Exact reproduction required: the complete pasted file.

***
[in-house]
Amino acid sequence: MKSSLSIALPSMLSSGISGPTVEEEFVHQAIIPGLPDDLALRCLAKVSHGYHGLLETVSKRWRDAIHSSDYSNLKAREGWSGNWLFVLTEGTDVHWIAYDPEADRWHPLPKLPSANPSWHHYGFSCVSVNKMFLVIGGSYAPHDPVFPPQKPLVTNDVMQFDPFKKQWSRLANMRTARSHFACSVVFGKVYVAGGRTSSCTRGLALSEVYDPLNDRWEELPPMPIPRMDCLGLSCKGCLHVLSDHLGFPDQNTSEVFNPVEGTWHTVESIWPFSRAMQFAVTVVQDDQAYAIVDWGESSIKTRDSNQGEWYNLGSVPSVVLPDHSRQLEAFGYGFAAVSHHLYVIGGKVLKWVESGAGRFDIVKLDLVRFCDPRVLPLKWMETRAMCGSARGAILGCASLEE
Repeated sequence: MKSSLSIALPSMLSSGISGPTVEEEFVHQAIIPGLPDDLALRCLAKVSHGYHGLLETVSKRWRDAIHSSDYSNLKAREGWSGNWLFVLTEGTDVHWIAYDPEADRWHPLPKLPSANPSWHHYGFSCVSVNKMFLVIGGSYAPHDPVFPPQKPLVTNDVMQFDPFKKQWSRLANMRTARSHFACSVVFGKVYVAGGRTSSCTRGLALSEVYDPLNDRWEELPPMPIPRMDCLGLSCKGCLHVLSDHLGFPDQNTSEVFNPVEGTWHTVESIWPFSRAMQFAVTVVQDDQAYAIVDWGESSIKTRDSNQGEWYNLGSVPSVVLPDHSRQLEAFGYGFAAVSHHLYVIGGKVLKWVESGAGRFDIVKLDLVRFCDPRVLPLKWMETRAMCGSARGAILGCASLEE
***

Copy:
[in-house]
Amino acid sequence: MKSSLSIALPSMLSSGISGPTVEEEFVHQAIIPGLPDDLALRCLAKVSHGYHGLLETVSKRWRDAIHSSDYSNLKAREGWSGNWLFVLTEGTDVHWIAYDPEADRWHPLPKLPSANPSWHHYGFSCVSVNKMFLVIGGSYAPHDPVFPPQKPLVTNDVMQFDPFKKQWSRLANMRTARSHFACSVVFGKVYVAGGRTSSCTRGLALSEVYDPLNDRWEELPPMPIPRMDCLGLSCKGCLHVLSDHLGFPDQNTSEVFNPVEGTWHTVESIWPFSRAMQFAVTVVQDDQAYAIVDWGESSIKTRDSNQGEWYNLGSVPSVVLPDHSRQLEAFGYGFAAVSHHLYVIGGKVLKWVESGAGRFDIVKLDLVRFCDPRVLPLKWMETRAMCGSARGAILGCASLEE
Repeated sequence: MKSSLSIALPSMLSSGISGPTVEEEFVHQAIIPGLPDDLALRCLAKVSHGYHGLLETVSKRWRDAIHSSDYSNLKAREGWSGNWLFVLTEGTDVHWIAYDPEADRWHPLPKLPSANPSWHHYGFSCVSVNKMFLVIGGSYAPHDPVFPPQKPLVTNDVMQFDPFKKQWSRLANMRTARSHFACSVVFGKVYVAGGRTSSCTRGLALSEVYDPLNDRWEELPPMPIPRMDCLGLSCKGCLHVLSDHLGFPDQNTSEVFNPVEGTWHTVESIWPFSRAMQFAVTVVQDDQAYAIVDWGESSIKTRDSNQGEWYNLGSVPSVVLPDHSRQLEAFGYGFAAVSHHLYVIGGKVLKWVESGAGRFDIVKLDLVRFCDPRVLPLKWMETRAMCGSARGAILGCASLEE